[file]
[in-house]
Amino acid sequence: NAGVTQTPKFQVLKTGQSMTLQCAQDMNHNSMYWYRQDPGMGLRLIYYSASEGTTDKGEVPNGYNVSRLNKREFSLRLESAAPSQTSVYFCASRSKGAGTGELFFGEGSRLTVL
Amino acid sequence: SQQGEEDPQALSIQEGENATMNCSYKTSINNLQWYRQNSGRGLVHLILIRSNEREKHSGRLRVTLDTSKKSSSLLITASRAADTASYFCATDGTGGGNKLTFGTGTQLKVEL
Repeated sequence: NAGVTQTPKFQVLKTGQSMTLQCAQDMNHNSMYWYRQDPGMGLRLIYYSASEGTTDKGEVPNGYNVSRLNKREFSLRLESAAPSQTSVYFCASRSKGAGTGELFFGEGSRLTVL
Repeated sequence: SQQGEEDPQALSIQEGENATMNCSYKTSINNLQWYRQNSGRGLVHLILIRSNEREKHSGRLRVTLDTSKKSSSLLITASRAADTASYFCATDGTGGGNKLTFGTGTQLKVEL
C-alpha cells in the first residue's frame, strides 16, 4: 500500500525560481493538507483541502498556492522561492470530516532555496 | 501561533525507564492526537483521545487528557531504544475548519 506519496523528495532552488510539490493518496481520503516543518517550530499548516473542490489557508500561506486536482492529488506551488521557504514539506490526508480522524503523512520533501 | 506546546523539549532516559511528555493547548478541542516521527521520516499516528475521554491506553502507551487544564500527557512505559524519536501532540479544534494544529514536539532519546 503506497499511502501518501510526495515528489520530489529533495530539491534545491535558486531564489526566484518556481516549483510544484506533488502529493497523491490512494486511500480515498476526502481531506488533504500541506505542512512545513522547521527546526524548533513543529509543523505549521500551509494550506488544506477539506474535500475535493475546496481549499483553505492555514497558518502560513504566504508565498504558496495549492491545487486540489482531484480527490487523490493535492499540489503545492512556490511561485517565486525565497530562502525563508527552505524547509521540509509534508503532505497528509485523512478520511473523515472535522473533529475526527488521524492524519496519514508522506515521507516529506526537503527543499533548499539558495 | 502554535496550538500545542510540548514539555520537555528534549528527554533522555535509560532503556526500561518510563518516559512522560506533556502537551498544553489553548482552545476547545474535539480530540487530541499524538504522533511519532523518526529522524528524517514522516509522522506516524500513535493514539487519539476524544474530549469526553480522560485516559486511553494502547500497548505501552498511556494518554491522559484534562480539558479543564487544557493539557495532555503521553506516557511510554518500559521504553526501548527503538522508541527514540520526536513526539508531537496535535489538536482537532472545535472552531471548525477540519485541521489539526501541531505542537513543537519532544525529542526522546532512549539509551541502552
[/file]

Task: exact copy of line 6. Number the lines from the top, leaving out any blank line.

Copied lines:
C-alpha cells in the first residue's frame, strides 16, 4: 500500500525560481493538507483541502498556492522561492470530516532555496 | 501561533525507564492526537483521545487528557531504544475548519 506519496523528495532552488510539490493518496481520503516543518517550530499548516473542490489557508500561506486536482492529488506551488521557504514539506490526508480522524503523512520533501 | 506546546523539549532516559511528555493547548478541542516521527521520516499516528475521554491506553502507551487544564500527557512505559524519536501532540479544534494544529514536539532519546 503506497499511502501518501510526495515528489520530489529533495530539491534545491535558486531564489526566484518556481516549483510544484506533488502529493497523491490512494486511500480515498476526502481531506488533504500541506505542512512545513522547521527546526524548533513543529509543523505549521500551509494550506488544506477539506474535500475535493475546496481549499483553505492555514497558518502560513504566504508565498504558496495549492491545487486540489482531484480527490487523490493535492499540489503545492512556490511561485517565486525565497530562502525563508527552505524547509521540509509534508503532505497528509485523512478520511473523515472535522473533529475526527488521524492524519496519514508522506515521507516529506526537503527543499533548499539558495 | 502554535496550538500545542510540548514539555520537555528534549528527554533522555535509560532503556526500561518510563518516559512522560506533556502537551498544553489553548482552545476547545474535539480530540487530541499524538504522533511519532523518526529522524528524517514522516509522522506516524500513535493514539487519539476524544474530549469526553480522560485516559486511553494502547500497548505501552498511556494518554491522559484534562480539558479543564487544557493539557495532555503521553506516557511510554518500559521504553526501548527503538522508541527514540520526536513526539508531537496535535489538536482537532472545535472552531471548525477540519485541521489539526501541531505542537513543537519532544525529542526522546532512549539509551541502552